My kids play this game called “The Deep Pit of Darkness”

Gerry, my oldest, will lay down on the couch with Howie behind him.  The object of the game is for Howie to push Gerry off of the couch onto the floor, or as they call it, the “deep pit of darkness”.  Gerry created this game after I told him that it helped Howie to do certain exercises that involved pushing or heavy lifting.  I was thinking more along the lines of, say, wheelbarrow walking or thumb wrestling.  My boys interpreted it as “Let’s wrestle while Mom is trying to make dinner.”

The “deep pit of darkness” game keeps them occupied for about 15 minutes, until inevitably someone gets pushed or kicked somewhere that hurts.

I realized that I have been in my own deep pit of darkness lately.  And it’s not a game.

We have had a lot of snow here in southern New England.  A lot.  I’ve lived in New England for most of my life so snow in winter isn’t usually this depressing.  Hell, I’m the girl who used to wait by the bus stop in high school in February with no socks.  The college student who walked in -20 degree weather to class with a wet head and no mittens.  I’m no stranger to winter.  I love living here and am very good at ignoring Facebook posts from friends telling me how nice it is where they live.

But this has been a particularly difficult winter in addition to the weather.  December brought the one year anniversary of our autism diagnosis.  Our annual IEP meeting.  And while we have been able to celebrate our progress up to this point, there are still reminders every day how different our lives are now.

Add all that to the many snow days and holidays this month, and I felt trapped in my house with three young boys.

And yes, I said trapped.  Because with 4 feet of snow outside, it felt like the door was closed shut.  My claustrophobia kicked in.  Like the walls were closing in on me.

I felt tired.  Tired of reading every detail on this last IEP to make sure all the words are right.  Tired of managing the chaos in that runs through this house and ignoring the clutter piled up around me.  Tired of pretending to care what we eat for dinner.  Tired of feeling like a bad parent because I want my kids to be at school and not home with me.  Tired of sitting in front of Lewis trying to get him to repeat my words.  Tired of not sleeping.  Just tired of everything.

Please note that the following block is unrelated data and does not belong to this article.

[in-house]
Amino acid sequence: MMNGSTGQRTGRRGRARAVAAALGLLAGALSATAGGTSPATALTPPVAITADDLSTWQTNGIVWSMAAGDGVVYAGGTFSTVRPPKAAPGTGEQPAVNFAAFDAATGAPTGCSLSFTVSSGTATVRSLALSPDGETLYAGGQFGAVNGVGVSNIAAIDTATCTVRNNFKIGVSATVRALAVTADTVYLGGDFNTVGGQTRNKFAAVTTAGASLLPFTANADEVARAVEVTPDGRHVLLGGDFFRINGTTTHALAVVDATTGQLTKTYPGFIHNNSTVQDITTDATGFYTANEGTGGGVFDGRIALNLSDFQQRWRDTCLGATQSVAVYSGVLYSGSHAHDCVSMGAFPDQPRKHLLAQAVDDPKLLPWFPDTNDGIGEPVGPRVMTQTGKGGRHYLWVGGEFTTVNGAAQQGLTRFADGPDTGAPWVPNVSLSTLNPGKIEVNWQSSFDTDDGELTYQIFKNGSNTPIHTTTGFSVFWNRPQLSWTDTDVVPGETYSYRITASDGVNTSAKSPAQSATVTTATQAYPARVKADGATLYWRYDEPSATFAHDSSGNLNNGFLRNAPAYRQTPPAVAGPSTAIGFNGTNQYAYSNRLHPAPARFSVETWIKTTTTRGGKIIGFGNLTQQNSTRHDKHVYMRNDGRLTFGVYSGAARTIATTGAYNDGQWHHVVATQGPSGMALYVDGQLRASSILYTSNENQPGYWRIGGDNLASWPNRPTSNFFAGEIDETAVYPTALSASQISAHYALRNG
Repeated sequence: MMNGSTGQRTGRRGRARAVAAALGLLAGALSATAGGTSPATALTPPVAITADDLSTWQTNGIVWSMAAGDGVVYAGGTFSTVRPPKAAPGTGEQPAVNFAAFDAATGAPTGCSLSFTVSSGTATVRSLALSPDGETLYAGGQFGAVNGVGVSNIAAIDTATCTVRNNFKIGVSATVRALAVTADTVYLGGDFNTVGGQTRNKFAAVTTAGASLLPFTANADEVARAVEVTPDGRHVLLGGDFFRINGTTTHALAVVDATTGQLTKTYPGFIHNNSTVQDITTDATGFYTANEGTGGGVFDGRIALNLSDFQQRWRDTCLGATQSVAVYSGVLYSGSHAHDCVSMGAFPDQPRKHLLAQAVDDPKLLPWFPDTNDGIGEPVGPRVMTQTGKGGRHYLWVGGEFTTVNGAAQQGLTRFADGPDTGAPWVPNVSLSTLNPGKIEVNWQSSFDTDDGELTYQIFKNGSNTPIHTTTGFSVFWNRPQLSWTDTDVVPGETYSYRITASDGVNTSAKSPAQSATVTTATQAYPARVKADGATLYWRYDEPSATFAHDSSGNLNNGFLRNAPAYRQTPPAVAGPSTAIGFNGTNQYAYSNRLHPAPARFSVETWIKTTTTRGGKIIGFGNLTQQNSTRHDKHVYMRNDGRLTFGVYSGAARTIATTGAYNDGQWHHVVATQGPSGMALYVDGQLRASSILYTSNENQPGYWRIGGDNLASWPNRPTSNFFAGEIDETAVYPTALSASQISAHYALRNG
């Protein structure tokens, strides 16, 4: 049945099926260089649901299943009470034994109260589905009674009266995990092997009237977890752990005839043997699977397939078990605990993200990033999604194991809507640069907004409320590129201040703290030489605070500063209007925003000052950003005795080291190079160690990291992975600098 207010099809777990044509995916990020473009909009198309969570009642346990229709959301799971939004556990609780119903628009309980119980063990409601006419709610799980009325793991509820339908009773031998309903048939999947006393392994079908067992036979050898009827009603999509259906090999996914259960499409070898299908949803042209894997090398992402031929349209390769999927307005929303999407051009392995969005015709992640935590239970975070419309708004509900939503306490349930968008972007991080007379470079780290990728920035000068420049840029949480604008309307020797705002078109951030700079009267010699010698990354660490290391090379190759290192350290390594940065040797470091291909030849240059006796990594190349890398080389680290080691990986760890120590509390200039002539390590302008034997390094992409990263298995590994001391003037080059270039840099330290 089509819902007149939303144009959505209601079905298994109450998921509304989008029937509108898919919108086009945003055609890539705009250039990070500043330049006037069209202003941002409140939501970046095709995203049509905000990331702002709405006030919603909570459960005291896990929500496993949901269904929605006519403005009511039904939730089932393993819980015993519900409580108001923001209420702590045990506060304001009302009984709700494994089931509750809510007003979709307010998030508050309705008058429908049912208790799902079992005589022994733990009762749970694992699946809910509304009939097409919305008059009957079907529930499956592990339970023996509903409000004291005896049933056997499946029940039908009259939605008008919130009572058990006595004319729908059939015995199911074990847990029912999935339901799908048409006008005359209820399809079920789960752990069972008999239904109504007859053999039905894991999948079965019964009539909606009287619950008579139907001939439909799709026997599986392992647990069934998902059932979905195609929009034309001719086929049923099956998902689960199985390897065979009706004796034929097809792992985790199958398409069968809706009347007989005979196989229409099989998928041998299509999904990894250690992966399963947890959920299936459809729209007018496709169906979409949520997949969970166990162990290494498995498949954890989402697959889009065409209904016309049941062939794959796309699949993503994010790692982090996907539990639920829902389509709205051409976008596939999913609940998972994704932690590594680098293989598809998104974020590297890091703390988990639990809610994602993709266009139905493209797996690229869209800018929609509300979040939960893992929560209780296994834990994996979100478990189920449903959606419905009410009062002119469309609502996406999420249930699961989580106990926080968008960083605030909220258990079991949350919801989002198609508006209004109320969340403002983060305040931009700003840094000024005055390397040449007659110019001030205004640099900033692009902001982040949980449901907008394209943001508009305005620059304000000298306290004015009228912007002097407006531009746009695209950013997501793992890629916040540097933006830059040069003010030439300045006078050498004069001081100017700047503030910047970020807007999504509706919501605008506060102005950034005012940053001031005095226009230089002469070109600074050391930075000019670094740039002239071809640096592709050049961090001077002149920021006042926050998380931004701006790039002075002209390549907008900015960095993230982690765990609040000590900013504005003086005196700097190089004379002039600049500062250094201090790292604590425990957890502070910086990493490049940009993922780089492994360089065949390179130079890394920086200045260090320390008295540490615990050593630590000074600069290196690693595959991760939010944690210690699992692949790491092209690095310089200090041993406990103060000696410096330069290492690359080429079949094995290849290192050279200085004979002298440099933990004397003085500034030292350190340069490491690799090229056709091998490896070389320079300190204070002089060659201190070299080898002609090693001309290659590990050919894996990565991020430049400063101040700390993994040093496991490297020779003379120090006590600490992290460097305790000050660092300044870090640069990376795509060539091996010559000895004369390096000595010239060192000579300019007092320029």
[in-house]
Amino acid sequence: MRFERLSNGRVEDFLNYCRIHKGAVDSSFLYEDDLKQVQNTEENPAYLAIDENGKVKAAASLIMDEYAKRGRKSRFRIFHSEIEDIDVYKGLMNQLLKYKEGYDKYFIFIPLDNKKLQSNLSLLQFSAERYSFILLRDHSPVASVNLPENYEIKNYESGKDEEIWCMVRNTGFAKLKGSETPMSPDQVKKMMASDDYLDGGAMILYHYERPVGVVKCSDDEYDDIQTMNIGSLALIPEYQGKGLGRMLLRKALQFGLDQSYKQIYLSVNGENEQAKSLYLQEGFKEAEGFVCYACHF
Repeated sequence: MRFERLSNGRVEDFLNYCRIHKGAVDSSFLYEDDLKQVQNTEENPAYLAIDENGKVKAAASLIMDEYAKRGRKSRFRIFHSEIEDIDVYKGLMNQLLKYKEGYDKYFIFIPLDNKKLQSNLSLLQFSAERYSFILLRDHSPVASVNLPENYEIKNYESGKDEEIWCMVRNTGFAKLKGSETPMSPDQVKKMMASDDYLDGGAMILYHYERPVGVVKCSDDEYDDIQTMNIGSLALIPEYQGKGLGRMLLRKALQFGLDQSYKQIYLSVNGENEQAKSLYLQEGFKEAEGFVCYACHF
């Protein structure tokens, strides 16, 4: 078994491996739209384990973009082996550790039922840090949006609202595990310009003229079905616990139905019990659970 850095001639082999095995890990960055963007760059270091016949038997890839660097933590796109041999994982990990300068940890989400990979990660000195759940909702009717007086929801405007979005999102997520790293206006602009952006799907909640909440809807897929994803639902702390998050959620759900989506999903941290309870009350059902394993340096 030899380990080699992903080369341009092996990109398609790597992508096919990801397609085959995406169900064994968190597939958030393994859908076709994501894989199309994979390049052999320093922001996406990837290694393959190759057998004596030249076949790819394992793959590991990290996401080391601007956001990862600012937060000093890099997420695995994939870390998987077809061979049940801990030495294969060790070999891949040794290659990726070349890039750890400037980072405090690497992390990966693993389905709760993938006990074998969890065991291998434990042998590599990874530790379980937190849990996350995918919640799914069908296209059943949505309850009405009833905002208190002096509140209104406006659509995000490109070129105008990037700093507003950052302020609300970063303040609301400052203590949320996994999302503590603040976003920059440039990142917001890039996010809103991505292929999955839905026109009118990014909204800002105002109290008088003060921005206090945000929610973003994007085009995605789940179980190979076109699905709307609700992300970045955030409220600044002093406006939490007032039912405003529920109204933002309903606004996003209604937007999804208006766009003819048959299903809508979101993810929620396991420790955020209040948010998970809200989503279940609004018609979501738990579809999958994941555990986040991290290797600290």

I spent much of the last snow day just staring out the window, ice cold coffee in hand.  The boys were arguing if it was legal to have a jet pack to get out of the deep pit of darkness.  As I watched the giant snowflakes endlessly fall from the sky, I too was hoping for some way to escape this pit.  I closed my eyes and imagined Dorothy’s ruby slippers on my feet, and wondered what it would be like to just click my heels and be…

anywhere but here.

I went to bed that night with a headache.  The snowy weather forecast for the next week weighed heavily on my mind.

The next day the sun was out, but my mood was still in the dark pit.  It was affecting everyone in the house.  My husband came in from walking the dog and said “That’s it.  We’re going out.”

I had asked the boys several times if they wanted to go play in the snow.  The answer was always no.  But my husband didn’t ask.  He told them.  End of story.

My mood got darker and darker through the 20 minute adventure of getting dressed for outside.  Five sets of coats, boots, mittens, hats and snowpants had to be uncrumpled from the bottom of the closet from our last journey out together.  Once outside, the snow was so deep that with every step I had to pull Lewis back up again.

With every step, he laughed.

And soon, I was laughing too.

My husband got out our blue plastic sled and put Howie and Lewis in it.  He pulled them around the track he made in the yard and they squealed with delight.  Gerry and I ran around behind them, trying to push each other down into the deep snow.  A game I was winning, until my husband came up and hip-checked me right into a snowbank.

There I was.  Stuck in a deep pit of white.

And behind me?  A melody of giggles and calls for “do it again!”

Snuggling in bed that night, I asked Howie what his favorite thing was that day (as I always do).

“I liked playing with you.  I love you.”

in the snow

Won't bury himself in sand, but snow? No problem

I whispered back “I love you too.”  And closed my eyes again.

I didn’t need the ruby slippers to remind me that there’s no place like home.


Somewhere over the rainbow
Skies are blue
And the dreams that you dare to dream really do come true
Someday I’ll wish upon a star
And wake up where the clouds are far behind me
Where troubles melt like lemon drops
Away above the chimney tops
That’s where you’ll find me” – Over the Rainbow from The Wizard of Oz